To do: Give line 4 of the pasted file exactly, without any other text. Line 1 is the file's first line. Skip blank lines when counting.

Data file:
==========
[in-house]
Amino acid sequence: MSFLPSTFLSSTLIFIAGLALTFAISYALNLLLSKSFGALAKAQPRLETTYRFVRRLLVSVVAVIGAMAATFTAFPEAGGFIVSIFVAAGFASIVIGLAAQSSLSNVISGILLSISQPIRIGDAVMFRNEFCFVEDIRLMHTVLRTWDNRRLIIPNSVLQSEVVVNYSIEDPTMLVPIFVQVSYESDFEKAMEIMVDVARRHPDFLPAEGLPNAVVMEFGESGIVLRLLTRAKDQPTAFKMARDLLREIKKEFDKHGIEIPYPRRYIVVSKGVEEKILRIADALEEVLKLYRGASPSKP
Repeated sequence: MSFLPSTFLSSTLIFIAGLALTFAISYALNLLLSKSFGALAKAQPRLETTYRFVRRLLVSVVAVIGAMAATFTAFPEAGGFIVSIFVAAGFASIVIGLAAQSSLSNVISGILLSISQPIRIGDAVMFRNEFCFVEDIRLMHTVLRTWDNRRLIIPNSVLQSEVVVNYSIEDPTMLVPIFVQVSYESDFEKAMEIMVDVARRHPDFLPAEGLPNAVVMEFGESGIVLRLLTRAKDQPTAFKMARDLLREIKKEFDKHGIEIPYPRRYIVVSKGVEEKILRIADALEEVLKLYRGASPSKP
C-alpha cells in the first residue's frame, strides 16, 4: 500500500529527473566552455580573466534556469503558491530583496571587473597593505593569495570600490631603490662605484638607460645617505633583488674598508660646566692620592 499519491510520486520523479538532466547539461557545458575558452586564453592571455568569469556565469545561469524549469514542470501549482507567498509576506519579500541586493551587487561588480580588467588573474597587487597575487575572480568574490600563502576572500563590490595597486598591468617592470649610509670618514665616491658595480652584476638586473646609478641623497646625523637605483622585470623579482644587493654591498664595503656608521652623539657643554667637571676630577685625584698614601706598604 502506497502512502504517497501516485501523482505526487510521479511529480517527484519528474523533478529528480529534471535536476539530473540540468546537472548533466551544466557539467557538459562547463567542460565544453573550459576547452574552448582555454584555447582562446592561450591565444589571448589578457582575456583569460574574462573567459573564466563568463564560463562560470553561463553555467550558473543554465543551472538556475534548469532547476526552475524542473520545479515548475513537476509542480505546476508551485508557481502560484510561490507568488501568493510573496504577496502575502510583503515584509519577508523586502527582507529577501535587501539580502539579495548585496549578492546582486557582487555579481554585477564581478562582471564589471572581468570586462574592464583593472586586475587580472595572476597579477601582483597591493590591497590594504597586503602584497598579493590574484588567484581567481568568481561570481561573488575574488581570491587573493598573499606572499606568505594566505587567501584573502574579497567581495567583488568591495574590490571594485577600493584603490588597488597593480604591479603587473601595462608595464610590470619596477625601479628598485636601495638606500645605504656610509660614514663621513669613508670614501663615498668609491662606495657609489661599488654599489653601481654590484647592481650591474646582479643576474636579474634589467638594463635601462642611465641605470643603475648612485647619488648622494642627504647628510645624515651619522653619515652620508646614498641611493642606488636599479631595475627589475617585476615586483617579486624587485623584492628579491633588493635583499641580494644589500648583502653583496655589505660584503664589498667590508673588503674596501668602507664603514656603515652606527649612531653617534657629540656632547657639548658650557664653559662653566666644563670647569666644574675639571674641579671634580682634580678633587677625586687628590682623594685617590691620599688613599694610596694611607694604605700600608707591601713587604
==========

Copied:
C-alpha cells in the first residue's frame, strides 16, 4: 500500500529527473566552455580573466534556469503558491530583496571587473597593505593569495570600490631603490662605484638607460645617505633583488674598508660646566692620592 499519491510520486520523479538532466547539461557545458575558452586564453592571455568569469556565469545561469524549469514542470501549482507567498509576506519579500541586493551587487561588480580588467588573474597587487597575487575572480568574490600563502576572500563590490595597486598591468617592470649610509670618514665616491658595480652584476638586473646609478641623497646625523637605483622585470623579482644587493654591498664595503656608521652623539657643554667637571676630577685625584698614601706598604 502506497502512502504517497501516485501523482505526487510521479511529480517527484519528474523533478529528480529534471535536476539530473540540468546537472548533466551544466557539467557538459562547463567542460565544453573550459576547452574552448582555454584555447582562446592561450591565444589571448589578457582575456583569460574574462573567459573564466563568463564560463562560470553561463553555467550558473543554465543551472538556475534548469532547476526552475524542473520545479515548475513537476509542480505546476508551485508557481502560484510561490507568488501568493510573496504577496502575502510583503515584509519577508523586502527582507529577501535587501539580502539579495548585496549578492546582486557582487555579481554585477564581478562582471564589471572581468570586462574592464583593472586586475587580472595572476597579477601582483597591493590591497590594504597586503602584497598579493590574484588567484581567481568568481561570481561573488575574488581570491587573493598573499606572499606568505594566505587567501584573502574579497567581495567583488568591495574590490571594485577600493584603490588597488597593480604591479603587473601595462608595464610590470619596477625601479628598485636601495638606500645605504656610509660614514663621513669613508670614501663615498668609491662606495657609489661599488654599489653601481654590484647592481650591474646582479643576474636579474634589467638594463635601462642611465641605470643603475648612485647619488648622494642627504647628510645624515651619522653619515652620508646614498641611493642606488636599479631595475627589475617585476615586483617579486624587485623584492628579491633588493635583499641580494644589500648583502653583496655589505660584503664589498667590508673588503674596501668602507664603514656603515652606527649612531653617534657629540656632547657639548658650557664653559662653566666644563670647569666644574675639571674641579671634580682634580678633587677625586687628590682623594685617590691620599688613599694610596694611607694604605700600608707591601713587604